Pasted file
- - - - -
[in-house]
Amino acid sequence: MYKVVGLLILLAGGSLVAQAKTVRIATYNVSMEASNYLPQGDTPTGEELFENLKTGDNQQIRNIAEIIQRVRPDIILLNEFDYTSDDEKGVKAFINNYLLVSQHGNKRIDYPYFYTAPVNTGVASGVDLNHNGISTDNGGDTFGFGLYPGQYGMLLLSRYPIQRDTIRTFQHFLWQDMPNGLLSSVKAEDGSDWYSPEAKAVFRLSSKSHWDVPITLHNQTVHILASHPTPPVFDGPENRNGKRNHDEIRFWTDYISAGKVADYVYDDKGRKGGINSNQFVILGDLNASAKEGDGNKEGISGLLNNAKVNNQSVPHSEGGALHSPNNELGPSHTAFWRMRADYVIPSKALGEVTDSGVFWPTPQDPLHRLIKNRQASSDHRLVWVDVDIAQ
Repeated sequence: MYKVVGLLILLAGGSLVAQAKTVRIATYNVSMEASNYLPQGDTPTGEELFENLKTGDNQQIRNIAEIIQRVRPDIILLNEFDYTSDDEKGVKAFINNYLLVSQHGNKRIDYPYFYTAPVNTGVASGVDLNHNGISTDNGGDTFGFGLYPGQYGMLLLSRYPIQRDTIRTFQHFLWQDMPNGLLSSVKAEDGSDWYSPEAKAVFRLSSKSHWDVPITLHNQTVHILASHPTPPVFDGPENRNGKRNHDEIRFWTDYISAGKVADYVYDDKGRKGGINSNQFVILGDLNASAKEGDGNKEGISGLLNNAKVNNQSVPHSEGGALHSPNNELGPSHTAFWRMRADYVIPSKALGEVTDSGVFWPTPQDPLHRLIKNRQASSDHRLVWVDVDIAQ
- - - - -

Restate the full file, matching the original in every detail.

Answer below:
[in-house]
Amino acid sequence: MYKVVGLLILLAGGSLVAQAKTVRIATYNVSMEASNYLPQGDTPTGEELFENLKTGDNQQIRNIAEIIQRVRPDIILLNEFDYTSDDEKGVKAFINNYLLVSQHGNKRIDYPYFYTAPVNTGVASGVDLNHNGISTDNGGDTFGFGLYPGQYGMLLLSRYPIQRDTIRTFQHFLWQDMPNGLLSSVKAEDGSDWYSPEAKAVFRLSSKSHWDVPITLHNQTVHILASHPTPPVFDGPENRNGKRNHDEIRFWTDYISAGKVADYVYDDKGRKGGINSNQFVILGDLNASAKEGDGNKEGISGLLNNAKVNNQSVPHSEGGALHSPNNELGPSHTAFWRMRADYVIPSKALGEVTDSGVFWPTPQDPLHRLIKNRQASSDHRLVWVDVDIAQ
Repeated sequence: MYKVVGLLILLAGGSLVAQAKTVRIATYNVSMEASNYLPQGDTPTGEELFENLKTGDNQQIRNIAEIIQRVRPDIILLNEFDYTSDDEKGVKAFINNYLLVSQHGNKRIDYPYFYTAPVNTGVASGVDLNHNGISTDNGGDTFGFGLYPGQYGMLLLSRYPIQRDTIRTFQHFLWQDMPNGLLSSVKAEDGSDWYSPEAKAVFRLSSKSHWDVPITLHNQTVHILASHPTPPVFDGPENRNGKRNHDEIRFWTDYISAGKVADYVYDDKGRKGGINSNQFVILGDLNASAKEGDGNKEGISGLLNNAKVNNQSVPHSEGGALHSPNNELGPSHTAFWRMRADYVIPSKALGEVTDSGVFWPTPQDPLHRLIKNRQASSDHRLVWVDVDIAQ